The ball was in the air, and two teams, two coaches and 74,340 fans craned their necks to catch a glimpse.
If it went in, it would be a thunderous, thrilling conclusion to one of the best college basketball games in years. For Villanova and North Carolina, the national championship hung in the balance.
Villanova’s lead had just evaporated. Overtime loomed. North Carolina guard Marcus Paige’s dramatic three-point basket had tied the score with less than five seconds to play. But that shot was about to be upstaged.
With time winding down, Ryan Arcidiacono had brought the ball upcourt and passed it back to Kris Jenkins, who let it fly.
The ball went in, Jenkins’ hands went up and his teammates wrestled him down. The clock showed zeros. Villanova took the championship, 77-74.
Moments before, it had nearly vanished. Villanova led by three points with less than 10 seconds to play.
Paige lined up a three-pointer. He faked. The first defender went by. Arcidiacono closed. Paige jumped, pumped and twisted in the air, firing up a shot. The ball swirled in.
North Carolina fans tossed their seat cushions in the air like graduation caps. But the commencement never culminated.
And Jenkins, once an overweight afterthought of a recruit, was the hero. He scored 14. As fate would have it, his stepbrother, Nate Britt, plays for North Carolina. Initially, Villanova recruited Britt. Jenkins was told that he lacked the work ethic to make the team. But he stuck around.
After the game, Jenkins found Britt on the court. Britt’s parents had taken Jenkins in, at Jenkins’ parents’ request, and treated him as a son.
“This hurts,” Britt said. “It’s bragging rights, probably, for the rest of our lives.”
This was a season that supposedly featured no dominant teams, in an era taken over by freshmen and dominated by the three-point shot. Yet it yielded two finalists, neither with a likely one-and-done player, that breezed into the title game.
Monday’s game, in comparison, was one of the most dramatic title games in years. The lead changed hands nine times. The score was tied nine times. Neither team led by more than 10 points.
And Jenkins’ shot, Paige said, “was one of the biggest shots in NCAA tournament history. That was supposed to be our moment.”
It could’ve been Arcidiacono’s too. With the score tied, Villanova called timeout. In the huddle, Wright said he wanted the ball in Arcidiacono’s hands. Jenkins told him he’d be open.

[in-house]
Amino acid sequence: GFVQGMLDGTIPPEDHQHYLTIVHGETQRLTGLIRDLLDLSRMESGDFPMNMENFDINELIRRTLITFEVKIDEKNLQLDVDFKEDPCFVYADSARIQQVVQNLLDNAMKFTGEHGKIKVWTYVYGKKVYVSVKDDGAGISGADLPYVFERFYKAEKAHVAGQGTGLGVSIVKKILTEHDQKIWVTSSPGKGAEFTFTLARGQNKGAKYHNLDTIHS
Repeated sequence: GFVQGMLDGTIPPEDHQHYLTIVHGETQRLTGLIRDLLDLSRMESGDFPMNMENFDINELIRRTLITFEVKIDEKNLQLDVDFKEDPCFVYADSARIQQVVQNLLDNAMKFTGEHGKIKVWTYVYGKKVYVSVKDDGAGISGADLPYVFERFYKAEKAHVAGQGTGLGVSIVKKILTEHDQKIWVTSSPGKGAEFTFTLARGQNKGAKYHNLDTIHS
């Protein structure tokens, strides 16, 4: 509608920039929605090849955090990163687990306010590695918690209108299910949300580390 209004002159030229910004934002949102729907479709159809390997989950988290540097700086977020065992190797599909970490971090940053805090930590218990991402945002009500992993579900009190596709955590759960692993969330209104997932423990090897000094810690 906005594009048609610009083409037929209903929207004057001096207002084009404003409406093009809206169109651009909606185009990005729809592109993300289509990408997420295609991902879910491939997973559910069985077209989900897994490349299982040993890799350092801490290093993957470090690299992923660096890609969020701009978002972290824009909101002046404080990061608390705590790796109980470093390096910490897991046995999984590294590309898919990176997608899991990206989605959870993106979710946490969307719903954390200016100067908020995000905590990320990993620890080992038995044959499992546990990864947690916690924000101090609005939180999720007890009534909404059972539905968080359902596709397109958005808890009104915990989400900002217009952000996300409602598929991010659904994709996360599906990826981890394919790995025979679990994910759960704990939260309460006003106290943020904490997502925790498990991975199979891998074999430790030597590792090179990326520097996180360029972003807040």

“Jenkins lives for that moment,” Wright said.
It was a play the team runs every day in practice. But, forward Daniel Ochefu said, the team figured Arcidiacono might take the shot. It was his decision. No one, Ochefu said, would’ve complained.
He brought the ball up the floor. Behind him, Jenkins yelled for it.
“All I heard was, ‘Arch, Arch, Arch,’” Arcidiacono said.
So he shoveled it back. It was, Paige said later, a shock. He realized that Jenkins was open.
Down low, Ochefu said, “I just mouthed, ‘Shoot it.’”
“When Arch threw me that pass — one, two, step, shoot ‘em up,” Jenkins said.
Early on, North Carolina had actually led. It took a five-point lead into halftime, thanks to Berry’s 15 points in the period. But Villanova kept grinding North Carolina down. It chipped away. Six minutes into the second half a two-handed dunk by Mikal Bridges tied the score at 44-44. Less than two minutes later, Booth pulled up and hit a three-pointer. It was part of a 13-2 surge. Villanova had reclaimed the lead.
“I was dumb enough, when we were down 10, I promised ‘em, if they do what I said, we’d come back and we’d have a chance to win the game,” North Carolina Coach Roy Williams said.
The Tar Heels settled down. When Paige splashed in a three-pointer with 90 seconds left, the deficit was three points. Later, he missed a layup but wrestled the rebound away and muscled in a second try.
Nobody but Paige would take the Tar Heels’ last shot.
“I don’t know that I’ve ever had anybody make a tougher shot,” Williams said.
Perhaps, but the one that followed was even tougher.
Follow Zach Helfand on Twitter @zhelfand